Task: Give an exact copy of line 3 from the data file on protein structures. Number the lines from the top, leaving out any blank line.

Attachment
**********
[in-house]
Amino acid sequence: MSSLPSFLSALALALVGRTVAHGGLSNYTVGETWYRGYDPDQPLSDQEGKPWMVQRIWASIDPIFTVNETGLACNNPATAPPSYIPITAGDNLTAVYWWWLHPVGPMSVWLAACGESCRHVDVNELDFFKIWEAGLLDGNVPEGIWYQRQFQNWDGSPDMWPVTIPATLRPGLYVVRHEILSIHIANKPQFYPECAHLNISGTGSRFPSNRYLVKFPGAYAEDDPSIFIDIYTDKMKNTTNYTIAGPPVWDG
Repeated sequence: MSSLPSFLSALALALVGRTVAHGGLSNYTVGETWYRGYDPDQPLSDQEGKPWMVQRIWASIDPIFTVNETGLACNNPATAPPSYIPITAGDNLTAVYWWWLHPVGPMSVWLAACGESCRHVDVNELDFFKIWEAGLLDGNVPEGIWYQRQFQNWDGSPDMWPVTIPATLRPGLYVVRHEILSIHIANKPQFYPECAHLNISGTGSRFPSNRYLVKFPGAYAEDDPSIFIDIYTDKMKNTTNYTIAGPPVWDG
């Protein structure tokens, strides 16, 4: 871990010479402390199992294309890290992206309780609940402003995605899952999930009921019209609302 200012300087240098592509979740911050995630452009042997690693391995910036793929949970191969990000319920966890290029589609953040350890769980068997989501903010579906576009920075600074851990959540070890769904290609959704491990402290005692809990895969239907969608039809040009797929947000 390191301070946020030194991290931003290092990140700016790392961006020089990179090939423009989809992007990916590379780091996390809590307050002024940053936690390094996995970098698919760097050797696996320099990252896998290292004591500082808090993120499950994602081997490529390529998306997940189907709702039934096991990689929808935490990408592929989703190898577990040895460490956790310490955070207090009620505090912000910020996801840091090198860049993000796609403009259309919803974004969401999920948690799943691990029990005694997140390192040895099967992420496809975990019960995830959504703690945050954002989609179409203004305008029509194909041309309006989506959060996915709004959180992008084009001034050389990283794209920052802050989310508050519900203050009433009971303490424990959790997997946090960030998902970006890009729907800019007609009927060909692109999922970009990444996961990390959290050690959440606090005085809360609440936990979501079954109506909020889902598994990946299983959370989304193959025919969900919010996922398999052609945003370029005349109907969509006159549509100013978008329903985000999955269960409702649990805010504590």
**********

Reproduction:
Repeated sequence: MSSLPSFLSALALALVGRTVAHGGLSNYTVGETWYRGYDPDQPLSDQEGKPWMVQRIWASIDPIFTVNETGLACNNPATAPPSYIPITAGDNLTAVYWWWLHPVGPMSVWLAACGESCRHVDVNELDFFKIWEAGLLDGNVPEGIWYQRQFQNWDGSPDMWPVTIPATLRPGLYVVRHEILSIHIANKPQFYPECAHLNISGTGSRFPSNRYLVKFPGAYAEDDPSIFIDIYTDKMKNTTNYTIAGPPVWDG